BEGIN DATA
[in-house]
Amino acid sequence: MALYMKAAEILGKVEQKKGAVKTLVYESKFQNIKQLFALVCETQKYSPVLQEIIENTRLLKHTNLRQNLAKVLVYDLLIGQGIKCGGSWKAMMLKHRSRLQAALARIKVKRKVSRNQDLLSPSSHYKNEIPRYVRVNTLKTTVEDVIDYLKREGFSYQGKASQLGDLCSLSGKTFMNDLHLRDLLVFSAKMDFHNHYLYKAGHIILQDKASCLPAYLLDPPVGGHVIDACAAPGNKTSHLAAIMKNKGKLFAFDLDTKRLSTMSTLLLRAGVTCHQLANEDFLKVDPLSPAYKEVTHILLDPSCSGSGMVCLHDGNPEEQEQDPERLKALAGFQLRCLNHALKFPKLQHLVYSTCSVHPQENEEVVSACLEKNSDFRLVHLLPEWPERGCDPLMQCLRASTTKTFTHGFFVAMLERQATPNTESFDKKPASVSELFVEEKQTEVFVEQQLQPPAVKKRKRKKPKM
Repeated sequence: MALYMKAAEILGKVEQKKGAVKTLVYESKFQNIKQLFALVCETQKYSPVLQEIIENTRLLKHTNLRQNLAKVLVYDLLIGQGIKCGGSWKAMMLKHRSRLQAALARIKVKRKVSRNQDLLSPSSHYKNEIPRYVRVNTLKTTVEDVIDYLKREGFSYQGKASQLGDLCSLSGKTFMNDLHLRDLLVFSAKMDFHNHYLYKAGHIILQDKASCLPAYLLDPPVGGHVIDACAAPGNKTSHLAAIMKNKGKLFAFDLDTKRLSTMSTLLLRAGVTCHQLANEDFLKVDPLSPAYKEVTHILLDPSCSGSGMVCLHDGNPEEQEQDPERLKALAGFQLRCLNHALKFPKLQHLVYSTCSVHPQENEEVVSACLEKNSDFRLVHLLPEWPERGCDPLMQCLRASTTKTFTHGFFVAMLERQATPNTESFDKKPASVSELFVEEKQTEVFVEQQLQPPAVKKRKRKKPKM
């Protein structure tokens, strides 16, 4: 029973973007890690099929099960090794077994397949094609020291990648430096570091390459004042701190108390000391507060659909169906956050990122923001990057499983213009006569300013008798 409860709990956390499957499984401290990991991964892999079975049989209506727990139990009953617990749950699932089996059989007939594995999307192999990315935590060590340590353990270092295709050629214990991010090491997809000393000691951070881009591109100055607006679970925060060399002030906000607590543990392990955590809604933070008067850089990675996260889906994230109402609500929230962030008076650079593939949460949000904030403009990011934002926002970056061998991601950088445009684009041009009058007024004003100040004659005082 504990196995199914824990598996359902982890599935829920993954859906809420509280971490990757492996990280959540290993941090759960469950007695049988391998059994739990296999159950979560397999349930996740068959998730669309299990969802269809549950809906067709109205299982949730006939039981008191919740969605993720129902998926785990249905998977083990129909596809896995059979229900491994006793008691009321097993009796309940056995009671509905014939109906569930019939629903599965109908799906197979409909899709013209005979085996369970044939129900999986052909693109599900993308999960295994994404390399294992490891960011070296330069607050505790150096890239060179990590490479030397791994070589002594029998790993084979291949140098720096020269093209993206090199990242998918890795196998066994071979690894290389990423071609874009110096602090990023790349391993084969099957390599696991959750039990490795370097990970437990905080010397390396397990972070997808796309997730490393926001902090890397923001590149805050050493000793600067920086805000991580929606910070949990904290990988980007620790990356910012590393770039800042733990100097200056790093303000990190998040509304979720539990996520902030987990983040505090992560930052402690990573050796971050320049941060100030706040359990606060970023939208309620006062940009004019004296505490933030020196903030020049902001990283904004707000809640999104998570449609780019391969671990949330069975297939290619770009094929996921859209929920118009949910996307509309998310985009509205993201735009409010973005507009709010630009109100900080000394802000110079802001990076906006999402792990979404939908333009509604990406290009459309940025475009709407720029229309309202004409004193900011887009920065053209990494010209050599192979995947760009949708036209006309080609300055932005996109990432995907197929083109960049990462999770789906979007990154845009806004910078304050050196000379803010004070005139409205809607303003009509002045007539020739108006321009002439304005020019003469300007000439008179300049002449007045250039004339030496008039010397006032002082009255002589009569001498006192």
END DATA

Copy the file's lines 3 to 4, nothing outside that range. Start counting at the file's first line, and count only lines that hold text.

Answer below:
Repeated sequence: MALYMKAAEILGKVEQKKGAVKTLVYESKFQNIKQLFALVCETQKYSPVLQEIIENTRLLKHTNLRQNLAKVLVYDLLIGQGIKCGGSWKAMMLKHRSRLQAALARIKVKRKVSRNQDLLSPSSHYKNEIPRYVRVNTLKTTVEDVIDYLKREGFSYQGKASQLGDLCSLSGKTFMNDLHLRDLLVFSAKMDFHNHYLYKAGHIILQDKASCLPAYLLDPPVGGHVIDACAAPGNKTSHLAAIMKNKGKLFAFDLDTKRLSTMSTLLLRAGVTCHQLANEDFLKVDPLSPAYKEVTHILLDPSCSGSGMVCLHDGNPEEQEQDPERLKALAGFQLRCLNHALKFPKLQHLVYSTCSVHPQENEEVVSACLEKNSDFRLVHLLPEWPERGCDPLMQCLRASTTKTFTHGFFVAMLERQATPNTESFDKKPASVSELFVEEKQTEVFVEQQLQPPAVKKRKRKKPKM
């Protein structure tokens, strides 16, 4: 029973973007890690099929099960090794077994397949094609020291990648430096570091390459004042701190108390000391507060659909169906956050990122923001990057499983213009006569300013008798 409860709990956390499957499984401290990991991964892999079975049989209506727990139990009953617990749950699932089996059989007939594995999307192999990315935590060590340590353990270092295709050629214990991010090491997809000393000691951070881009591109100055607006679970925060060399002030906000607590543990392990955590809604933070008067850089990675996260889906994230109402609500929230962030008076650079593939949460949000904030403009990011934002926002970056061998991601950088445009684009041009009058007024004003100040004659005082 504990196995199914824990598996359902982890599935829920993954859906809420509280971490990757492996990280959540290993941090759960469950007695049988391998059994739990296999159950979560397999349930996740068959998730669309299990969802269809549950809906067709109205299982949730006939039981008191919740969605993720129902998926785990249905998977083990129909596809896995059979229900491994006793008691009321097993009796309940056995009671509905014939109906569930019939629903599965109908799906197979409909899709013209005979085996369970044939129900999986052909693109599900993308999960295994994404390399294992490891960011070296330069607050505790150096890239060179990590490479030397791994070589002594029998790993084979291949140098720096020269093209993206090199990242998918890795196998066994071979690894290389990423071609874009110096602090990023790349391993084969099957390599696991959750039990490795370097990970437990905080010397390396397990972070997808796309997730490393926001902090890397923001590149805050050493000793600067920086805000991580929606910070949990904290990988980007620790990356910012590393770039800042733990100097200056790093303000990190998040509304979720539990996520902030987990983040505090992560930052402690990573050796971050320049941060100030706040359990606060970023939208309620006062940009004019004296505490933030020196903030020049902001990283904004707000809640999104998570449609780019391969671990949330069975297939290619770009094929996921859209929920118009949910996307509309998310985009509205993201735009409010973005507009709010630009109100900080000394802000110079802001990076906006999402792990979404939908333009509604990406290009459309940025475009709407720029229309309202004409004193900011887009920065053209990494010209050599192979995947760009949708036209006309080609300055932005996109990432995907197929083109960049990462999770789906979007990154845009806004910078304050050196000379803010004070005139409205809607303003009509002045007539020739108006321009002439304005020019003469300007000439008179300049002449007045250039004339030496008039010397006032002082009255002589009569001498006192």